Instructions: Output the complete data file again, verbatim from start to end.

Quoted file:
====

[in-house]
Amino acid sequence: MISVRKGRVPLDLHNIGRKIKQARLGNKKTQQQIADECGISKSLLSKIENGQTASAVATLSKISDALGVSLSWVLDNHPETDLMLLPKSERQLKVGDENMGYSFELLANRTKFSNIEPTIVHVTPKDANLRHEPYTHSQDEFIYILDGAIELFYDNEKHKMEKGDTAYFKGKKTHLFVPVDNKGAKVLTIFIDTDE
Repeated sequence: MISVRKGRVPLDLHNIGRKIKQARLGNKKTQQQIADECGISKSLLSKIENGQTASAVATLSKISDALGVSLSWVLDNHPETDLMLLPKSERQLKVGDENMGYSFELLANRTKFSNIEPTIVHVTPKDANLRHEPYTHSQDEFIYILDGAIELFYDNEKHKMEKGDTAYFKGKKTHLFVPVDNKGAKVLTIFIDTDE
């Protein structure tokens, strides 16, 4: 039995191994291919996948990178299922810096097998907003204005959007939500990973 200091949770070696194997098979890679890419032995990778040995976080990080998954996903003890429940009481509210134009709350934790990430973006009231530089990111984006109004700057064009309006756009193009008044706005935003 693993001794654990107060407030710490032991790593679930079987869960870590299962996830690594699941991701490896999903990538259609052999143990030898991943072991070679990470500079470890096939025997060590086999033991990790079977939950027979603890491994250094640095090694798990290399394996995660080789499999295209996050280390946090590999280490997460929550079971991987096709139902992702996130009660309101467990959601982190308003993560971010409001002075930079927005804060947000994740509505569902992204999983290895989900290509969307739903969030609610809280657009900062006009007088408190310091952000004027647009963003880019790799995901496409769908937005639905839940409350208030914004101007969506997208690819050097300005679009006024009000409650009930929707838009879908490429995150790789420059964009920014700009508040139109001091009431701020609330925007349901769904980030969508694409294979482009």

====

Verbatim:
[in-house]
Amino acid sequence: MISVRKGRVPLDLHNIGRKIKQARLGNKKTQQQIADECGISKSLLSKIENGQTASAVATLSKISDALGVSLSWVLDNHPETDLMLLPKSERQLKVGDENMGYSFELLANRTKFSNIEPTIVHVTPKDANLRHEPYTHSQDEFIYILDGAIELFYDNEKHKMEKGDTAYFKGKKTHLFVPVDNKGAKVLTIFIDTDE
Repeated sequence: MISVRKGRVPLDLHNIGRKIKQARLGNKKTQQQIADECGISKSLLSKIENGQTASAVATLSKISDALGVSLSWVLDNHPETDLMLLPKSERQLKVGDENMGYSFELLANRTKFSNIEPTIVHVTPKDANLRHEPYTHSQDEFIYILDGAIELFYDNEKHKMEKGDTAYFKGKKTHLFVPVDNKGAKVLTIFIDTDE
């Protein structure tokens, strides 16, 4: 039995191994291919996948990178299922810096097998907003204005959007939500990973 200091949770070696194997098979890679890419032995990778040995976080990080998954996903003890429940009481509210134009709350934790990430973006009231530089990111984006109004700057064009309006756009193009008044706005935003 693993001794654990107060407030710490032991790593679930079987869960870590299962996830690594699941991701490896999903990538259609052999143990030898991943072991070679990470500079470890096939025997060590086999033991990790079977939950027979603890491994250094640095090694798990290399394996995660080789499999295209996050280390946090590999280490997460929550079971991987096709139902992702996130009660309101467990959601982190308003993560971010409001002075930079927005804060947000994740509505569902992204999983290895989900290509969307739903969030609610809280657009900062006009007088408190310091952000004027647009963003880019790799995901496409769908937005639905839940409350208030914004101007969506997208690819050097300005679009006024009000409650009930929707838009879908490429995150790789420059964009920014700009508040139109001091009431701020609330925007349901769904980030969508694409294979482009």